The Last Lecture by Randy Pausch is a beautifully tragic compilation of 53 lectures that share the same message; you don’t need to live a long life to lead a full life.
As a Professor of Computer Science, Human-Computer Interaction, and Design at Carnegie Mellon University, Randy Pausch was an intellectual revolutionist who was dealt a very particular set of cards in this game of life.
In 2007, Pausch learned he had ten tumors growing in his liver and that he had around three to six months of good health left in him; it was pancreatic cancer. Diagnosed with a terminal illness at too young an age, Randy Pausch offers his first piece of advice: “we cannot change the cards we are dealt, just how we play the hand.”
Perhaps one of the most important lessons derived from this book is Pausch’s key to leading a full life. He wrote, “It’s not about how to achieve your dreams. It’s about how to lead your life. If you lead your life the right way, the karma will take care of itself. The dreams will come to you.” Leading your life “the right way,” according to Pausch, requires a diligent work ethic, a solid moral compass, and a passion for doing something or belonging to something bigger than yourself.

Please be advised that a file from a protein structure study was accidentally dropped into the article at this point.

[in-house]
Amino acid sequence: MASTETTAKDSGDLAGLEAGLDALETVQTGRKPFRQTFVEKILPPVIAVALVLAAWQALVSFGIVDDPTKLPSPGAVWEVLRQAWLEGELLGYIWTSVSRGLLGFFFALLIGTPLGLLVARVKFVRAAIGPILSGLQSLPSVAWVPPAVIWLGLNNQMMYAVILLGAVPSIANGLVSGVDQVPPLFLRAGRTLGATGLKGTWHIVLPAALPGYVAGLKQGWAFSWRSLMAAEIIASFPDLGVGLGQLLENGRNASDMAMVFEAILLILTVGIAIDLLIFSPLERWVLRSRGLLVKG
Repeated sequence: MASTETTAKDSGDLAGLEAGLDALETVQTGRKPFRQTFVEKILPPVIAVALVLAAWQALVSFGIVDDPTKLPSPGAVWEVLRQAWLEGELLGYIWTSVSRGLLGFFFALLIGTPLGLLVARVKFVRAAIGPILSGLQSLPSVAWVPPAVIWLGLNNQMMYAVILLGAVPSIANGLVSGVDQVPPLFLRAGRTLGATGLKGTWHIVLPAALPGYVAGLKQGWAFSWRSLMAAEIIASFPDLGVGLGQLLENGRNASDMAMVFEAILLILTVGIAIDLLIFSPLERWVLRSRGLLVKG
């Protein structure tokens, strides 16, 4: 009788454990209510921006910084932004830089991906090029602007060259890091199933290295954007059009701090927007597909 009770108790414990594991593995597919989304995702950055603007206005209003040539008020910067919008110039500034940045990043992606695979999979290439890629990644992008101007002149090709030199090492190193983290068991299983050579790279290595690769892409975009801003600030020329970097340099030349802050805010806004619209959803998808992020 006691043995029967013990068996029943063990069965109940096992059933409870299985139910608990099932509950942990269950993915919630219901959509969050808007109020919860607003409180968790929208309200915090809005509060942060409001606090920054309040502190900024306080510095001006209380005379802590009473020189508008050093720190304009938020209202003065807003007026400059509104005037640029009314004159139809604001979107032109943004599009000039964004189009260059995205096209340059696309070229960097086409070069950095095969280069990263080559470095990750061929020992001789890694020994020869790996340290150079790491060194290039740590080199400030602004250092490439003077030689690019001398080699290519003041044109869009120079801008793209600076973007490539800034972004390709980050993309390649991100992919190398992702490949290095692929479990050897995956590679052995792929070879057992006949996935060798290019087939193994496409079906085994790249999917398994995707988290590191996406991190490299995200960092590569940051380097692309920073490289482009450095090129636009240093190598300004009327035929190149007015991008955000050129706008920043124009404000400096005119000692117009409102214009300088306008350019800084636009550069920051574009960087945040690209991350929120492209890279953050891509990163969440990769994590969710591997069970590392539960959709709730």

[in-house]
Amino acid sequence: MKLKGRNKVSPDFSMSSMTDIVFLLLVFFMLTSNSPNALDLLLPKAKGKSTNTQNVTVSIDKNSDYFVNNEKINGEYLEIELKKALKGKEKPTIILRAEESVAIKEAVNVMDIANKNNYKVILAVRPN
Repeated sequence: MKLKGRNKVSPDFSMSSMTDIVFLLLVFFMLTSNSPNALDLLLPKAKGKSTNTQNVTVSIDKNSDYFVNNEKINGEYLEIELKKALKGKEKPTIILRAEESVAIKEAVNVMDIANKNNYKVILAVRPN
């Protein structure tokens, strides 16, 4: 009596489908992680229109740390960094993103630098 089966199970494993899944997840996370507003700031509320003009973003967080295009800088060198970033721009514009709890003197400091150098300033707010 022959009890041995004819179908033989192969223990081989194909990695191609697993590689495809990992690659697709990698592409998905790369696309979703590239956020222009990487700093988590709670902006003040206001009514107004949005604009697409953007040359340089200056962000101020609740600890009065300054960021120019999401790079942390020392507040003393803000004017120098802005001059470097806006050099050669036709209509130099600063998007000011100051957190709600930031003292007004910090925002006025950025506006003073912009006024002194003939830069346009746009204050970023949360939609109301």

In conjunction with this message of being present comes Pausch’s advice on how to spend your time. Time must be managed the way one manages money; there has to be that initial acknowledgment that time is inherently valuable because there’s a finite amount of it.
Reading this fantastic piece of work makes you pause and reflect on two questions. The first is, “do you like the way you spend your time?” Therefore, the second is, “are you pursuing your dreams in order to live “the right way”?” Ultimately, Randy Pausch’s, The Last Lecture interrupts your life for a little while. This interruption may seem abrupt or emotionally charged, but it is necessary for encouraging you to pause and reflect on the little things that make life so grand.
In other words, stop and smell the roses because they only bloom in certain seasons.